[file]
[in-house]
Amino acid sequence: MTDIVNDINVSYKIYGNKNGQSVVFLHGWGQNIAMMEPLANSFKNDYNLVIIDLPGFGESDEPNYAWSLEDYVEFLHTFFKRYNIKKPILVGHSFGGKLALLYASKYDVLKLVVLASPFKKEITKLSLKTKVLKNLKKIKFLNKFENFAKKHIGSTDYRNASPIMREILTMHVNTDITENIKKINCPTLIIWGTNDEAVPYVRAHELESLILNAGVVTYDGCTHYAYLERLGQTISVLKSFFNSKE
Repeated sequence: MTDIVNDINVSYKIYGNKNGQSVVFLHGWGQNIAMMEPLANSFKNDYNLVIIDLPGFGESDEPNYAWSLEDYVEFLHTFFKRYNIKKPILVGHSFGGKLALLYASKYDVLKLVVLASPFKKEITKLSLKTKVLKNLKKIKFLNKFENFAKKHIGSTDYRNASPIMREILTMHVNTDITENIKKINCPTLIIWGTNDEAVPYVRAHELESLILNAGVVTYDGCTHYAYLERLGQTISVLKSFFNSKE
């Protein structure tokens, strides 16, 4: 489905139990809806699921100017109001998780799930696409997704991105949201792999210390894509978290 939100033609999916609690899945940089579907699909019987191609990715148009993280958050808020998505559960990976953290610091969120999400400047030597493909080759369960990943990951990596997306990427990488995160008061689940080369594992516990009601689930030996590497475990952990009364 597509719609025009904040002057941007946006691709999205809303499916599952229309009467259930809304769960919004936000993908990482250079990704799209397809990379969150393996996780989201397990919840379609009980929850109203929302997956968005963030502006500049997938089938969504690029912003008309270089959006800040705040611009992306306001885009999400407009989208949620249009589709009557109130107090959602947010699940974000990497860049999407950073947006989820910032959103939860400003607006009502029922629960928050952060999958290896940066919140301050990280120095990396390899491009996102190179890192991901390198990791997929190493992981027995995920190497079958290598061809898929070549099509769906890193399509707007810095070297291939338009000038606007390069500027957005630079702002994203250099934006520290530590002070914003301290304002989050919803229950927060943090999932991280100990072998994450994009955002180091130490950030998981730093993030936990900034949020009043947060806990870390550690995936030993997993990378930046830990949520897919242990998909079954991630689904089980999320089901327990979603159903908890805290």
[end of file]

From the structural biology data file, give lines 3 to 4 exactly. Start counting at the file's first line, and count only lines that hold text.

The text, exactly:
Repeated sequence: MTDIVNDINVSYKIYGNKNGQSVVFLHGWGQNIAMMEPLANSFKNDYNLVIIDLPGFGESDEPNYAWSLEDYVEFLHTFFKRYNIKKPILVGHSFGGKLALLYASKYDVLKLVVLASPFKKEITKLSLKTKVLKNLKKIKFLNKFENFAKKHIGSTDYRNASPIMREILTMHVNTDITENIKKINCPTLIIWGTNDEAVPYVRAHELESLILNAGVVTYDGCTHYAYLERLGQTISVLKSFFNSKE
């Protein structure tokens, strides 16, 4: 489905139990809806699921100017109001998780799930696409997704991105949201792999210390894509978290 939100033609999916609690899945940089579907699909019987191609990715148009993280958050808020998505559960990976953290610091969120999400400047030597493909080759369960990943990951990596997306990427990488995160008061689940080369594992516990009601689930030996590497475990952990009364 597509719609025009904040002057941007946006691709999205809303499916599952229309009467259930809304769960919004936000993908990482250079990704799209397809990379969150393996996780989201397990919840379609009980929850109203929302997956968005963030502006500049997938089938969504690029912003008309270089959006800040705040611009992306306001885009999400407009989208949620249009589709009557109130107090959602947010699940974000990497860049999407950073947006989820910032959103939860400003607006009502029922629960928050952060999958290896940066919140301050990280120095990396390899491009996102190179890192991901390198990791997929190493992981027995995920190497079958290598061809898929070549099509769906890193399509707007810095070297291939338009000038606007390069500027957005630079702002994203250099934006520290530590002070914003301290304002989050919803229950927060943090999932991280100990072998994450994009955002180091130490950030998981730093993030936990900034949020009043947060806990870390550690995936030993997993990378930046830990949520897919242990998909079954991630689904089980999320089901327990979603159903908890805290």